My flight for Maine left on a Sunday. I worked an 8 hour shift on Saturday, leaving work at 4:30pm. I went home and threw my already packed bags in my car. I knew my day was just getting started and I would have to power thru. Standing in my doorway, I inhaled a deep breath and I took a last look at my apartment. I hoped that the next time I saw it, I would be a different person.
I had dinner with one of my good friends at a local pizza joint. He was going thru lots of changes in his own life that summer and he wished me the best. “What are you going to do when this class is over and you come back?” he asked.
“I don’t know. I guess I hope I figure that out while I’m there.”
I drove to Des Moines to meet my friends, who were out at a bar. The Cubs had won a game that night. People wanted to buy me shots but I used a line from Sex and the City, saying “I can’t be drunk on the plane, I wanna arrive stunning and impossibly fresh looking.”
At closing time, I left with my best friend and we went to her boyfriend’s place. We sat up in the living room talking, afraid we would over sleep and I would miss my flight. Deep down, I wished she was going with me. I have never made friends easily, I’m a natural introvert, and I was scared to go somewhere for so long without a support system. But the world kept turning and the minutes ticked away. Eventually, it was time to get in the car.
I checked my monstrous bag and went to my gate to wait. It was 4am, my flight left at 5. I’d been awake for nearly 24 hours and had so much adrenaline pumping through me, none of this seemed real. Maybe I would wake up in my bed and it would be time to go to work again. Maybe it was still January and I hadn’t made it out of that snowstorm. Had I really managed to get here or would this evaporate the second I fell asleep?
I was shaken out of my day dream by a guy sitting three seats down from me. “Hey,” he said. “Were you in Doc’s Acting II class? Your name is Amy, right?”
Acting II was one of the last classes I had taken in college. It was taught by a very beloved professor everyone called Doc. He was one of those rare people who could make everyone he spoke to feel valuable. He always made me feel like I had actual talent for acting, but I assumed he made everyone feel that way. So much so that I assumed I wasn’t as good as he made me feel. It didn’t really matter because I didn’t want to make a career for acting, I just enjoyed doing it occasionally.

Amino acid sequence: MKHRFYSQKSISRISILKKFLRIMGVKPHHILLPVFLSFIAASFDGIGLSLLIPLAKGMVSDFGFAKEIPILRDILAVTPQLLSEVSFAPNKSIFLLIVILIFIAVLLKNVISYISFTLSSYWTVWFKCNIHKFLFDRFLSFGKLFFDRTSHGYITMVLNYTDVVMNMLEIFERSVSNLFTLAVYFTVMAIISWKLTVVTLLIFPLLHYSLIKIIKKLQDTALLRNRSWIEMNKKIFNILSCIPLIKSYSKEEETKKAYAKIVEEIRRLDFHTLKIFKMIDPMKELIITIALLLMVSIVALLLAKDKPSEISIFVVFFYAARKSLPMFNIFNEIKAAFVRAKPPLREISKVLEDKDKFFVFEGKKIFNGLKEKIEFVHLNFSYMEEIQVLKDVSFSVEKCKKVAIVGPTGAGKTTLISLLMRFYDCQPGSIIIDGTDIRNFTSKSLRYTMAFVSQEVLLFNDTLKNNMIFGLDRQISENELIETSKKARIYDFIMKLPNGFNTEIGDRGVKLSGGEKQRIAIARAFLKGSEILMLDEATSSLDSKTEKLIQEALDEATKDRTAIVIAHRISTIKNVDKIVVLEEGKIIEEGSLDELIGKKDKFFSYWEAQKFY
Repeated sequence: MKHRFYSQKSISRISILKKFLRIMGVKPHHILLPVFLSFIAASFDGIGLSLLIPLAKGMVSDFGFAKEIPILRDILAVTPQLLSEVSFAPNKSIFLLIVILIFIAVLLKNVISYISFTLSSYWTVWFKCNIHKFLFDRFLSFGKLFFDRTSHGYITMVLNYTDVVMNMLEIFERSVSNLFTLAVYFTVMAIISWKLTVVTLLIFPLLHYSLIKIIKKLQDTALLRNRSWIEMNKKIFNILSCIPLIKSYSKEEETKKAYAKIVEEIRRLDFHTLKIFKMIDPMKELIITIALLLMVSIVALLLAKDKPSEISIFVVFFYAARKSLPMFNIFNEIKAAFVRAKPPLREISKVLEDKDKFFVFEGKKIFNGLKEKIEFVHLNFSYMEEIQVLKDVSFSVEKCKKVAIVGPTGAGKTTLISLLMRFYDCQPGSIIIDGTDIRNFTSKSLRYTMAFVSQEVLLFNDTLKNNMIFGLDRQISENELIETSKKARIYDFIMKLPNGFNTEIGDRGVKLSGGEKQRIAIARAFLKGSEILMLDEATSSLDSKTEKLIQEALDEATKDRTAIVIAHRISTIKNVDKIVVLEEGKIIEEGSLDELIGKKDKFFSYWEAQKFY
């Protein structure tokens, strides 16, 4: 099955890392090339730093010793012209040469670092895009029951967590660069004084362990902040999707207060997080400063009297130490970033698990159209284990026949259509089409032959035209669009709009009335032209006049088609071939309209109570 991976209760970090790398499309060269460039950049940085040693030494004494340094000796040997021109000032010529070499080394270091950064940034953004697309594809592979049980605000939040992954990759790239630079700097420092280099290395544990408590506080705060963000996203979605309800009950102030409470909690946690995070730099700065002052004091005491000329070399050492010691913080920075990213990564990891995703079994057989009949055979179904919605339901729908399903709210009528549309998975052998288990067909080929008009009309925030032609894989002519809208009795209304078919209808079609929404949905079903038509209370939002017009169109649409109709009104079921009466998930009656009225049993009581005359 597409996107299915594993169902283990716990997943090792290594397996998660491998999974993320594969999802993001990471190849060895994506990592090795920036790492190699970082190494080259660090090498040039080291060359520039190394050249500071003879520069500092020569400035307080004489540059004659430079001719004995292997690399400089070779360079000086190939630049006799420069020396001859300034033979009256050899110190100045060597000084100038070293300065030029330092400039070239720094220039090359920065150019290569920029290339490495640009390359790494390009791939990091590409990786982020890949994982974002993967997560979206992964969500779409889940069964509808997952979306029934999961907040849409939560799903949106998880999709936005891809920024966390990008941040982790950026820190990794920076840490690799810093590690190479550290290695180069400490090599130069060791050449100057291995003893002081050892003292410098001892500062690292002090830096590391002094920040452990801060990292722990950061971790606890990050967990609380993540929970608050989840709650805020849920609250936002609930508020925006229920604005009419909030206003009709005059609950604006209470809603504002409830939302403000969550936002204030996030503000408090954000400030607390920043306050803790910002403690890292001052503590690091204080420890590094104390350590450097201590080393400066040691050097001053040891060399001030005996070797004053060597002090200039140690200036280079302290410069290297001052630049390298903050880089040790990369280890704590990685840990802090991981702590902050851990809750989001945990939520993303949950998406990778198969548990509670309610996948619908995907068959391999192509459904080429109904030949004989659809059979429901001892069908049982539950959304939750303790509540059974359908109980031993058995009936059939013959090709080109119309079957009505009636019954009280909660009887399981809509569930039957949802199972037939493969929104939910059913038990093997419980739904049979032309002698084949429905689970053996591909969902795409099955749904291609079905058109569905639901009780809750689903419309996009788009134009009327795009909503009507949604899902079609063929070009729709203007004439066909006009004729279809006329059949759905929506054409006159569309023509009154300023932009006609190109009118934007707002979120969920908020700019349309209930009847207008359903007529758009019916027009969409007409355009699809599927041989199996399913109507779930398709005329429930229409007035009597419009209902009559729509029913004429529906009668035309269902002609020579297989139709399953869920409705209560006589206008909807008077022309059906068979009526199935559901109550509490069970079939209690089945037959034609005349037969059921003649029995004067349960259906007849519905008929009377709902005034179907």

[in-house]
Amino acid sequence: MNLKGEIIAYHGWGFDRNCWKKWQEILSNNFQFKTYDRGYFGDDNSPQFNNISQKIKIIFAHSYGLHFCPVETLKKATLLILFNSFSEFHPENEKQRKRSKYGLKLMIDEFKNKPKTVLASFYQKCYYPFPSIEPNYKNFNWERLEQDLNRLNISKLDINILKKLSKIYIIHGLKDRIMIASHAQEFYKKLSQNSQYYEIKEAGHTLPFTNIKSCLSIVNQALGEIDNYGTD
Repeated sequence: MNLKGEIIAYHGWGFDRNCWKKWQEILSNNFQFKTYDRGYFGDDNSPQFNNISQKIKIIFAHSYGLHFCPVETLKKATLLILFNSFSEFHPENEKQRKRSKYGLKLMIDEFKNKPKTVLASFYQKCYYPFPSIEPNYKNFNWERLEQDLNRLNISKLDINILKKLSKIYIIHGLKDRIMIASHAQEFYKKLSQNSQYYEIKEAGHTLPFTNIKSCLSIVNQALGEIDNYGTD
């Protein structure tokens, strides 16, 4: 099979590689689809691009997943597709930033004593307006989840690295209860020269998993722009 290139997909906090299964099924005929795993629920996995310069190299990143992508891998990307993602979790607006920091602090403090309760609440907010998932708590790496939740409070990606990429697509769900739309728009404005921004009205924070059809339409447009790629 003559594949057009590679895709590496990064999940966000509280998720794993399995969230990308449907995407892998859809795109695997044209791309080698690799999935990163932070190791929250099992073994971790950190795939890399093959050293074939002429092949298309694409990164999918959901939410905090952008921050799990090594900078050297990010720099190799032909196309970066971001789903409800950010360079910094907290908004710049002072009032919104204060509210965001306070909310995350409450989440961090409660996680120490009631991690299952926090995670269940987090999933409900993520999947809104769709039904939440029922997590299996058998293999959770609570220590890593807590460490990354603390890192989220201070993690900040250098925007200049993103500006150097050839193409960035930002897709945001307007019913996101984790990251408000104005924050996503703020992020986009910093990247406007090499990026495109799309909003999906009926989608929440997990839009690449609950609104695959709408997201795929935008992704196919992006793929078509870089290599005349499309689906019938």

I also remembered this guy from my class. He was naturally funny, a quality which I didn’t have at all. He was going to Los Angeles, just starting a career in film and television. I told him where I was going and why. “I’m so jealous!” he said. “I have always wanted to shoot work of my own. And you get to do a project on 16mm? That’s amazing.” Yes, I hoped it would be.
Then he caught me off guard. “You were amazing in that class by the way.” he said.
“Oh I don’t know about that…”
“You were. Every time you got up in class, you could just do it. Do you remember that time he made us improve, we had to get up and do the 60 second monologue about anything? You blew that room away.”
The 60 second monologue exercise was meant to help us ‘stop acting.’ Sometimes actors worry so much about the lines in a script they don’t live in a moment and that’s when performances start to seem contrived. In my opinion, Jennifer Lawrence is one of those rare actresses that lives in each moment, so you never ‘see’ her acting.
So, one day, without warning, Doc had made us stand up one by one and told us to talk about something real. The topics were self chosen and people defaulted to what style they were comfortable in (comedic vs dramatic). I was mostly worried about filling the time, so I chose my topic accordingly . When I stood up, I spoke as if I were talking to my grandma who had passed away in 2002. Things she has missed, stuff I remembered. But something happened when I was up there. My thoughts shifted and I ended up talking to her not as she was for the last seven years of her life as she deteriorated into Alzheimers. I spoke to her as if she were healthy, with 100% of her mind. How deep down I was angry with her, because I had needed her to be an adult, a strong motherly figure, our whole family had needed that, but instead she had gotten sick and regressed into a child. I had never admitted that to anyone.